“We’re all of us poets, but we don’t all know it.”
I have always loved to read poetry, a private passion that came to me by way of my mother (a prodigious reader).
From laughing my head off to Pam Ayres on the telly, through teenage tears with Wilfred Owen and Siegfried Sassoon, to the famous Victorian poems forever seared into my memory at school, via the unexpectedly sexy French poems of my ‘A’ levels, after the collected works of Pablo Neruda and W.H. Auden from those films were read aloud in bed, to when my husband’s favourite poem was read aloud at our wedding… poetry has been a constant.
I even live next-door-but-one to a poet. (No frilly white shirt to mark him out as one, alas. Nowadays, they look just like you and me.)
In honour of National Poetry Day here, in no particular order, are extracts from my ten favourite poems.
If you want to read more, head down to your local library or independent bookshop: they’re full of good poetry!
Alicante, Jacques Prevert
Une orange sur la table
Ta robe sur le tapis
Et toi dans mon lit
Doux présent du présent
Fraîcheur de la nuit
Chaleur de ma vie.
He Wishes For the Cloths of Heaven, W.B. Yeats
Had I the heavens’ embroidered cloths,
Enwrought with golden and silver light,
The blue and the dim and the dark cloths
Of night and light and the half light,
I would spread the cloths under your feet:
But I, being poor, have only my dreams;
I have spread my dreams under your feet;
Tread softly because you tread on my dreams.
She Walks in Beauty, Like the Night, George Gordon Lord Byron
She walks in beauty, like the night
Of cloudless climes and starry skies,
And all that’s best of dark and bright
Meets in her aspect and her eyes;
Thus mellow’d to that tender light 5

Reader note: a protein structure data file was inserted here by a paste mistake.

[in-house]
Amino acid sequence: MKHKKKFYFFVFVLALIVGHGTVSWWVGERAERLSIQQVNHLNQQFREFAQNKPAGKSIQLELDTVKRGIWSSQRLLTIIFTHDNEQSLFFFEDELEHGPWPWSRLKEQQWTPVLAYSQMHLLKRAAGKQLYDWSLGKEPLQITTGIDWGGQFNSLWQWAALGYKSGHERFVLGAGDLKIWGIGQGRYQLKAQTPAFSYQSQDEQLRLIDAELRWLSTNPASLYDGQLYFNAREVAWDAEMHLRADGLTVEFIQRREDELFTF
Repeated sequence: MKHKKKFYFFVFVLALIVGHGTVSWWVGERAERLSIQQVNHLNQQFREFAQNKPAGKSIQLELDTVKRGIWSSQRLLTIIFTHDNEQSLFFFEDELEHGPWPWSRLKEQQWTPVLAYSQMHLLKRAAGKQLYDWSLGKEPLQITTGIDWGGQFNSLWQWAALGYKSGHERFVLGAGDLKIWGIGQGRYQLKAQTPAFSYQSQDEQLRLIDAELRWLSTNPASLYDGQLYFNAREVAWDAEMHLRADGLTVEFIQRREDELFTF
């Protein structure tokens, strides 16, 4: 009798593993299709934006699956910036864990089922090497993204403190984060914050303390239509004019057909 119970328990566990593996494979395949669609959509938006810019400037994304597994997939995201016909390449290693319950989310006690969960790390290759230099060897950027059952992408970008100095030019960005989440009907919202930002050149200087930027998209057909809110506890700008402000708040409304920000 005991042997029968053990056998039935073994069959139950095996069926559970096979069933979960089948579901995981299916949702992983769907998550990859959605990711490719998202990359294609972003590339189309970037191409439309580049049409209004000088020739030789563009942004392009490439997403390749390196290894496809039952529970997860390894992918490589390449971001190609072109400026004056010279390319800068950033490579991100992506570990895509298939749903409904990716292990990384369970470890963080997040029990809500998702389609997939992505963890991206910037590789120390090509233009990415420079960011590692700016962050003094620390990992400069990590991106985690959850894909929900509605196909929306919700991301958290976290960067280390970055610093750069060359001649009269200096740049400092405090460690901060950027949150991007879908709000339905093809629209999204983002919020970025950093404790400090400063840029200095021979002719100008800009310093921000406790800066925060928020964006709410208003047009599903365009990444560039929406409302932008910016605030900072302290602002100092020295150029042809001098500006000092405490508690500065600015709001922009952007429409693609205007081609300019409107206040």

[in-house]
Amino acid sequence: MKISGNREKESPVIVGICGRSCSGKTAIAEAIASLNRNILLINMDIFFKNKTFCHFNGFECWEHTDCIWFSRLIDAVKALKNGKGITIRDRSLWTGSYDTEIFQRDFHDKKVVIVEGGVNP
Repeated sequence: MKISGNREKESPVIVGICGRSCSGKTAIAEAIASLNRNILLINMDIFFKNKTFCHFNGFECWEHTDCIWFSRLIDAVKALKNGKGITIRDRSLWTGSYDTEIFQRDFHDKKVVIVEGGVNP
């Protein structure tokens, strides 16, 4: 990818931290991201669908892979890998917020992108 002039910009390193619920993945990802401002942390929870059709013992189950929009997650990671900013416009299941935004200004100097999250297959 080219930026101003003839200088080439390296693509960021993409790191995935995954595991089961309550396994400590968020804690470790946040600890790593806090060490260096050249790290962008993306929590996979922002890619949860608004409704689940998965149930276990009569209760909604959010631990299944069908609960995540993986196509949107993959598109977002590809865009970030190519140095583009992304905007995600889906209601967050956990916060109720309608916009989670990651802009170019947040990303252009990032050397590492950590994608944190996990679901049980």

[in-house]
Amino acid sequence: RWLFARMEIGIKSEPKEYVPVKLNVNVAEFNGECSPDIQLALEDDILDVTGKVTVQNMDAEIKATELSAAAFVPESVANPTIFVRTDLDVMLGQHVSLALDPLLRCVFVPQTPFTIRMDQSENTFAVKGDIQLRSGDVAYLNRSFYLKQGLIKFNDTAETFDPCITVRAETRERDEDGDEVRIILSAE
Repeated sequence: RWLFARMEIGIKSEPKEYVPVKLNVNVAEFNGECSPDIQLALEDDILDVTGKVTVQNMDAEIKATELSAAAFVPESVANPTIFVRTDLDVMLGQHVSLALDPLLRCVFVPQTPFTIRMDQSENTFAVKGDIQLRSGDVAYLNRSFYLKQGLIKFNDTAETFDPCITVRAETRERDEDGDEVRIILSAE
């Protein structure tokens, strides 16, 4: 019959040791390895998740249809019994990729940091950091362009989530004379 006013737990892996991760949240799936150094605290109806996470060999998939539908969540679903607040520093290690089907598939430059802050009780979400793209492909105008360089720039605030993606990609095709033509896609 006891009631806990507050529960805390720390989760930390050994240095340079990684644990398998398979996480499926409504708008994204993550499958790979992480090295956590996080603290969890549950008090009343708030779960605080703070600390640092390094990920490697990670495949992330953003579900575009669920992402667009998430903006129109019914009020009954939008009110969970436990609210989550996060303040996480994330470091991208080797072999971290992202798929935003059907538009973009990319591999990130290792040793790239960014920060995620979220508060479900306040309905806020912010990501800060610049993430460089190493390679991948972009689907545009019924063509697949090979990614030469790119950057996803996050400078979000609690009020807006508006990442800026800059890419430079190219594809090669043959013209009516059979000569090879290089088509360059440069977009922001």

Which Heaven to gaudy day denies.
A Subaltern’s Love Song, John Betjeman
Love-thirty, love-forty, oh! weakness of joy,
The speed of a swallow, the grace of a boy,
With carefullest carelessness, gaily you won,
I am weak from your loveliness, Joan Hunter Dunn.
Oh, I wish I’d looked after me teeth, Pam Ayres
Oh, I wish I’d looked after me teeth,
And spotted the dangers beneath
All the toffees I chewed,
And the sweet sticky food.
Oh, I wish I’d looked after me teeth.
My Last Duchess, Robert Browning
That’s my last Duchess painted on the wall,
Looking as if she were alive. I call
That piece a wonder, now: Fra Pandolf’s hands
Worked busily a day, and there she stands.
The Road Not Taken, Robert Frost
Two roads diverged in a yellow wood,
And sorry I could not travel both
And be one traveler, long I stood
And looked down one as far as I could
To where it bent in the undergrowth;
Anthem For Doomed Youth, Wilfred Owen
What passing-bells for these who die as cattle?
Only the monstrous anger of the guns.
Only the stuttering rifles’ rapid rattle
Can patter out their hasty orisons.
No mockeries now for them; no prayers nor bells;
Nor any voice of mourning save the choirs,
The shrill, demented choirs of wailing shells;
And bugles calling for them from sad shires.
The Runcible Cat, John Laird
Come, hear the tail of a Runcible cat;
The Grandfather pawsed, while he
Trimmed the clause of the Runcible cat
Who purr pussed to sail on the sea.
And To Think I Saw it on Mulberry Street, Dr. Seuss
But all that I’ve noticed, Except my own feet
Was a horse and a wagon on Mulberry Street.
That’s nothing to tell of,
That won’t do, of course….
Just a broken-down wagon
That’s drawn by a horse.
That can’t be my story. That’s only a start.
I’ll say that a ZEBRA was pulling that cart!
And that is a story that no one can beat,
When I say that I saw it on Mulberry Street.